Note: This is an archived Handbook entry from 2016.
|Dates & Locations:|| |
This subject has the following teaching availabilities in 2016:Semester 1, Parkville - Taught on campus.
Timetable can be viewed here. For information about these dates, click here.
|Time Commitment:||Contact Hours: 29 hours – 12 x 1.5 hour lectures and 11 x 1 hour tutorials |
Total Time Commitment:
|Recommended Background Knowledge:|| |
|Non Allowed Subjects:|| |
|Core Participation Requirements:||
For the purposes of considering request for Reasonable Adjustments under the Disability Standards for Education (Cwth 2005), and Student Support and Engagement Policy, academic requirements for this subject are articulated in the Subject Overview, Learning Outcomes, Assessment and Generic Skills sections of this entry.
It is University policy to take all reasonable steps to minimise the impact of disability upon academic study, and reasonable adjustments will be made to enhance a student's participation in the University's programs. Students who feel their disability may impact on meeting the requirements of this subject are encouraged to discuss this matter with a Faculty Student Adviser and Student Equity and Disability Support: http://services.unimelb.edu.au/disability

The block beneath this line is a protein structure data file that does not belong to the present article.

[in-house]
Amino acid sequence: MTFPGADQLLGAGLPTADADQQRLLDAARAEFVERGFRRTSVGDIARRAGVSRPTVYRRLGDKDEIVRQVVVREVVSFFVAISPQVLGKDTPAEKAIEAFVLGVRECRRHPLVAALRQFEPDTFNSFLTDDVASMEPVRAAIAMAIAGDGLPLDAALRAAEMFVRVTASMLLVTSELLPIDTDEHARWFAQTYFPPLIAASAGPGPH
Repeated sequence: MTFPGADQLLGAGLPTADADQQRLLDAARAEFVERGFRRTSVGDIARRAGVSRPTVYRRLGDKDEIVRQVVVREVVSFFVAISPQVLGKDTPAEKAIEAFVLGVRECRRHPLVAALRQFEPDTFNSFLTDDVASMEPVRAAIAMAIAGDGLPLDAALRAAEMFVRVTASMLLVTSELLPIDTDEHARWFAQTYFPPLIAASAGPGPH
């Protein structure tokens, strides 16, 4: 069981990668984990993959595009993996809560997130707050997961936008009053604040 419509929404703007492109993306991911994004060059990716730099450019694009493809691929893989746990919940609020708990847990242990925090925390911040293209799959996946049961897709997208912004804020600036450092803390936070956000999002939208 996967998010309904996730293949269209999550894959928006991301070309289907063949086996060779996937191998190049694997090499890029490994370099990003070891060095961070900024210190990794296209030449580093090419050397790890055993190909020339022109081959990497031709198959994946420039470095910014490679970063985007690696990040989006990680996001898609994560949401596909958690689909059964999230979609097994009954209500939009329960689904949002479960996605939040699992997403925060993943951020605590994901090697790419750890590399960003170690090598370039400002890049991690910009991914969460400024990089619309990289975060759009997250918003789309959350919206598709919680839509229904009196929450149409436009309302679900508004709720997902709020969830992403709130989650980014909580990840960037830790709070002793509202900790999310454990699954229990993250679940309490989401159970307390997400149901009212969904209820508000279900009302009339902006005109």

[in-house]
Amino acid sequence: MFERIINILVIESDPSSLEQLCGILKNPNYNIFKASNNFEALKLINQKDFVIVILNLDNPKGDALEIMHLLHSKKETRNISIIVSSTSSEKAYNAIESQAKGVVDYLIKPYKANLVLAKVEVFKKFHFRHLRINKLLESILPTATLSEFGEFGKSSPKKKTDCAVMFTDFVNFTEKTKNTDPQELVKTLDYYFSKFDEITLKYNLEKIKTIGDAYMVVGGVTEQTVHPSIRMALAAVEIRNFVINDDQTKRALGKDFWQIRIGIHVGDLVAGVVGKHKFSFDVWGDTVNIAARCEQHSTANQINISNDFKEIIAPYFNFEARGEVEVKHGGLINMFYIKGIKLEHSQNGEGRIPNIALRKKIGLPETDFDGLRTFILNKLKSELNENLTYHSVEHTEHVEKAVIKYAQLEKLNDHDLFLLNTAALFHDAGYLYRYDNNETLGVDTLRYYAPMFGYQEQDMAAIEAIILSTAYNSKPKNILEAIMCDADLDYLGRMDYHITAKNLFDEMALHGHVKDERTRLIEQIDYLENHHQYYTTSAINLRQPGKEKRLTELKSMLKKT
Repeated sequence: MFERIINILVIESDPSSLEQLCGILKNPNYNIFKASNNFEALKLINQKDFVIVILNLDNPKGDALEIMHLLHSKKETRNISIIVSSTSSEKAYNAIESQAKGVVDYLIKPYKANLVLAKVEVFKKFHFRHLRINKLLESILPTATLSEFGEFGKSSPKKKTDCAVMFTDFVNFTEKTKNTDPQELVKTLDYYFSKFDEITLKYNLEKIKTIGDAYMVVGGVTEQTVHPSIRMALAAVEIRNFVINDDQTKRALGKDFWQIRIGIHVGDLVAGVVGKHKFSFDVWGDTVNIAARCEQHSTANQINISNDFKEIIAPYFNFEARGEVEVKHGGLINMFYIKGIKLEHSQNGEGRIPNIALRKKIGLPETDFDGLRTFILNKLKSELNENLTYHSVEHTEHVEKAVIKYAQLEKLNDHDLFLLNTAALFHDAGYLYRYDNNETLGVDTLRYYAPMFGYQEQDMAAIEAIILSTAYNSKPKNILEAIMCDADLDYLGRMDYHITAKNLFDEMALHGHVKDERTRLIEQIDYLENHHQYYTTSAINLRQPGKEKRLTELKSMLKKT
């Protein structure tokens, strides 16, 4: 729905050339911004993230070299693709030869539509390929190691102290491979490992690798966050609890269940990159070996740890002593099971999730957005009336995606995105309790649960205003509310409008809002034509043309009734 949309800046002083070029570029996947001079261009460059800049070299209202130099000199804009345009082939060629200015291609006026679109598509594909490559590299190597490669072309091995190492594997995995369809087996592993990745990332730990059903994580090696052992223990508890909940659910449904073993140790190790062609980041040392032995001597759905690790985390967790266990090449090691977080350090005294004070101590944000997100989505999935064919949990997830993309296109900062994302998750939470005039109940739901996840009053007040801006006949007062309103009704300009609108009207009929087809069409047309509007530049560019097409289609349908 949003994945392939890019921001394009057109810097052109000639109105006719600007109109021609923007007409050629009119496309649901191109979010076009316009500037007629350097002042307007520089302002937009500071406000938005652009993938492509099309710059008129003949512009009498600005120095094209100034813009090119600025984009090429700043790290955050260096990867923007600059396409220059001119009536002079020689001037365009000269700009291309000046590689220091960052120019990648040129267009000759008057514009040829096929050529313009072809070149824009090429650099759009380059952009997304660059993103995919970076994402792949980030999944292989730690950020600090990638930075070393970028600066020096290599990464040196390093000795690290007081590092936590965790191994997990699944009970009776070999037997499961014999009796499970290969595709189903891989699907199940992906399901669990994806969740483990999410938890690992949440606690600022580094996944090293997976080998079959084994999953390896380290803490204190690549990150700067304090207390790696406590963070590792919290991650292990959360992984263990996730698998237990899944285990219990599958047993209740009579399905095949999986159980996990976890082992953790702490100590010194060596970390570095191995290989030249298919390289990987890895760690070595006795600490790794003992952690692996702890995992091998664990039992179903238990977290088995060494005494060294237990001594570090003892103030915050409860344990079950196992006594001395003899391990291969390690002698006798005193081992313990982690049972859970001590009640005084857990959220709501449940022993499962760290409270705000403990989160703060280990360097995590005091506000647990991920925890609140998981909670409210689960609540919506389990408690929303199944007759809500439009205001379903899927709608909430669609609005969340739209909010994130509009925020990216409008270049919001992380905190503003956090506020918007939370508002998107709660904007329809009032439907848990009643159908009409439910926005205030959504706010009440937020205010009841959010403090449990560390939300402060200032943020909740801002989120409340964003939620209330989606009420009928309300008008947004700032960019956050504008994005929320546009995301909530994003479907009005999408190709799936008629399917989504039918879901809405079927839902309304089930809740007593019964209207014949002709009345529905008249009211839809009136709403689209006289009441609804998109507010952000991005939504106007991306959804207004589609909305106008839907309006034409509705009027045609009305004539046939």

CoordinatorProf Antonia Finnane
This subject explores the nexus between culture and economy in East Asia, with a focus on China and comparative treatment of Japan and Korea. Confucianism has been advanced as an explanation both for the achievements of and for shortcomings in economic organization and development in East Asia. The subject is designed to equip students with the knowledge and critical skills to analyse and evaluate interpretations of economic activity as a function of Confucian culture. Major areas of study include the historical deployment of Confucian precepts in commercial life, and the influence of Confucian institutions on economic organization. Markets, merchants, shopping and banking, textile production and international trade are among the historical phenomena to be explored.
Students who successfully complete this subject should be able to
Note: Assessment submitted late without an approved extension will be penalised at 10% per day. After five days late assessment will not be marked. In-class tasks missed without approval will not be marked.
|Prescribed Texts:|| |
Subject readings will be available online.
|Recommended Texts:|| |
Wonsuk Chang and Leah Kalmonson eds. Confucianism in Context (Albany: SUNY press 2010) available as an e-book
|Breadth Options:|| |
This subject potentially can be taken as a breadth subject component for the following courses:
|Fees Information:||Subject EFTSL, Level, Discipline & Census Date|
|Links to further information:||http://shaps.unimelb.edu.au/history|
Graduate Certificate in Arts - History |
Graduate Diploma in Arts - History
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